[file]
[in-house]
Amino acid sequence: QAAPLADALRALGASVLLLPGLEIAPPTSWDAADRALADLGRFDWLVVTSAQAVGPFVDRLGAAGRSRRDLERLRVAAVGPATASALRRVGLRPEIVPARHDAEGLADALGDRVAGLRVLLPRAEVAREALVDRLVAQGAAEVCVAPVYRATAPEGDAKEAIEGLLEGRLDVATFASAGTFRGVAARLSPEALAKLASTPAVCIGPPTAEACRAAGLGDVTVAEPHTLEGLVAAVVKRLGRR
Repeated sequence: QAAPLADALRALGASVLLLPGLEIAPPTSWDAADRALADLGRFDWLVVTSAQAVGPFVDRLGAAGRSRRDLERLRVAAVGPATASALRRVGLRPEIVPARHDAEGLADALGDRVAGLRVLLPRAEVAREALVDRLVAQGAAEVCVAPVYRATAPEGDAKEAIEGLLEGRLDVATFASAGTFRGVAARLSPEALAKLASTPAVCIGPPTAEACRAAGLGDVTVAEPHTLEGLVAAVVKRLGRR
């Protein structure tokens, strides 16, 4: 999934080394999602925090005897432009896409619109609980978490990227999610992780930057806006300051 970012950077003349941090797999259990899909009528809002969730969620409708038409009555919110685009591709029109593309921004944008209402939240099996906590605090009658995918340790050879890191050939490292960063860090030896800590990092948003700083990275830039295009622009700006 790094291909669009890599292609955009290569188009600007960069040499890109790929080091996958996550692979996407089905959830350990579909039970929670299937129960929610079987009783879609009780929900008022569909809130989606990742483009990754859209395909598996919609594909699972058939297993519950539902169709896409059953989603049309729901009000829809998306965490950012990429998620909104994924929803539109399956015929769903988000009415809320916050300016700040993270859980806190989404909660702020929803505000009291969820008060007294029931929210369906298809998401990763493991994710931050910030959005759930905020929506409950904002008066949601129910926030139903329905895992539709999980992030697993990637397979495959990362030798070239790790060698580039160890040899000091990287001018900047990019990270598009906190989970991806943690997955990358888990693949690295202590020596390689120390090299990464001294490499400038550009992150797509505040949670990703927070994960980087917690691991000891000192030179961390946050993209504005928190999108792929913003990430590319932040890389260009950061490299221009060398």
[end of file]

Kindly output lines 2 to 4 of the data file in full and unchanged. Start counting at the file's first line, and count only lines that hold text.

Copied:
Amino acid sequence: QAAPLADALRALGASVLLLPGLEIAPPTSWDAADRALADLGRFDWLVVTSAQAVGPFVDRLGAAGRSRRDLERLRVAAVGPATASALRRVGLRPEIVPARHDAEGLADALGDRVAGLRVLLPRAEVAREALVDRLVAQGAAEVCVAPVYRATAPEGDAKEAIEGLLEGRLDVATFASAGTFRGVAARLSPEALAKLASTPAVCIGPPTAEACRAAGLGDVTVAEPHTLEGLVAAVVKRLGRR
Repeated sequence: QAAPLADALRALGASVLLLPGLEIAPPTSWDAADRALADLGRFDWLVVTSAQAVGPFVDRLGAAGRSRRDLERLRVAAVGPATASALRRVGLRPEIVPARHDAEGLADALGDRVAGLRVLLPRAEVAREALVDRLVAQGAAEVCVAPVYRATAPEGDAKEAIEGLLEGRLDVATFASAGTFRGVAARLSPEALAKLASTPAVCIGPPTAEACRAAGLGDVTVAEPHTLEGLVAAVVKRLGRR
């Protein structure tokens, strides 16, 4: 999934080394999602925090005897432009896409619109609980978490990227999610992780930057806006300051 970012950077003349941090797999259990899909009528809002969730969620409708038409009555919110685009591709029109593309921004944008209402939240099996906590605090009658995918340790050879890191050939490292960063860090030896800590990092948003700083990275830039295009622009700006 790094291909669009890599292609955009290569188009600007960069040499890109790929080091996958996550692979996407089905959830350990579909039970929670299937129960929610079987009783879609009780929900008022569909809130989606990742483009990754859209395909598996919609594909699972058939297993519950539902169709896409059953989603049309729901009000829809998306965490950012990429998620909104994924929803539109399956015929769903988000009415809320916050300016700040993270859980806190989404909660702020929803505000009291969820008060007294029931929210369906298809998401990763493991994710931050910030959005759930905020929506409950904002008066949601129910926030139903329905895992539709999980992030697993990637397979495959990362030798070239790790060698580039160890040899000091990287001018900047990019990270598009906190989970991806943690997955990358888990693949690295202590020596390689120390090299990464001294490499400038550009992150797509505040949670990703927070994960980087917690691991000891000192030179961390946050993209504005928190999108792929913003990430590319932040890389260009950061490299221009060398």